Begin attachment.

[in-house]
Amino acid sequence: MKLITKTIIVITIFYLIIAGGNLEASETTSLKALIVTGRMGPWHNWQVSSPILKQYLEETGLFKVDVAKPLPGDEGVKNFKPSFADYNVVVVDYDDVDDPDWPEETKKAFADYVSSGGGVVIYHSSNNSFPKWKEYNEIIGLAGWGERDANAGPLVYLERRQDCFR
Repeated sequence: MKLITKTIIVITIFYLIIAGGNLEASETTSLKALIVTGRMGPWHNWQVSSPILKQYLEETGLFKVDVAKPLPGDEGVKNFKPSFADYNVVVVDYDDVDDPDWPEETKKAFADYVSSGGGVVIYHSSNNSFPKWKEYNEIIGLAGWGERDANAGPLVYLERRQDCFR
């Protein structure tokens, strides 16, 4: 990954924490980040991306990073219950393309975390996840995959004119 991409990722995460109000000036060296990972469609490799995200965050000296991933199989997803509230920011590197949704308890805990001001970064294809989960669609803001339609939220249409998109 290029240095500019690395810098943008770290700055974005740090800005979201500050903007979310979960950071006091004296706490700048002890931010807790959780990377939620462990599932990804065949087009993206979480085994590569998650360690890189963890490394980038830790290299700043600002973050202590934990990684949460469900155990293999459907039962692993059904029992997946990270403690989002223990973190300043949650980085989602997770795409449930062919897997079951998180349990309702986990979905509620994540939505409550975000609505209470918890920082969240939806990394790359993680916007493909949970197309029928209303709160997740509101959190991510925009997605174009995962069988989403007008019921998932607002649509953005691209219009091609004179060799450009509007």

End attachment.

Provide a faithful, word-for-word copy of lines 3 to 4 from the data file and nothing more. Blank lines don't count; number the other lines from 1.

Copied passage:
Repeated sequence: MKLITKTIIVITIFYLIIAGGNLEASETTSLKALIVTGRMGPWHNWQVSSPILKQYLEETGLFKVDVAKPLPGDEGVKNFKPSFADYNVVVVDYDDVDDPDWPEETKKAFADYVSSGGGVVIYHSSNNSFPKWKEYNEIIGLAGWGERDANAGPLVYLERRQDCFR
């Protein structure tokens, strides 16, 4: 990954924490980040991306990073219950393309975390996840995959004119 991409990722995460109000000036060296990972469609490799995200965050000296991933199989997803509230920011590197949704308890805990001001970064294809989960669609803001339609939220249409998109 290029240095500019690395810098943008770290700055974005740090800005979201500050903007979310979960950071006091004296706490700048002890931010807790959780990377939620462990599932990804065949087009993206979480085994590569998650360690890189963890490394980038830790290299700043600002973050202590934990990684949460469900155990293999459907039962692993059904029992997946990270403690989002223990973190300043949650980085989602997770795409449930062919897997079951998180349990309702986990979905509620994540939505409550975000609505209470918890920082969240939806990394790359993680916007493909949970197309029928209303709160997740509101959190991510925009997605174009995962069988989403007008019921998932607002649509953005691209219009091609004179060799450009509007």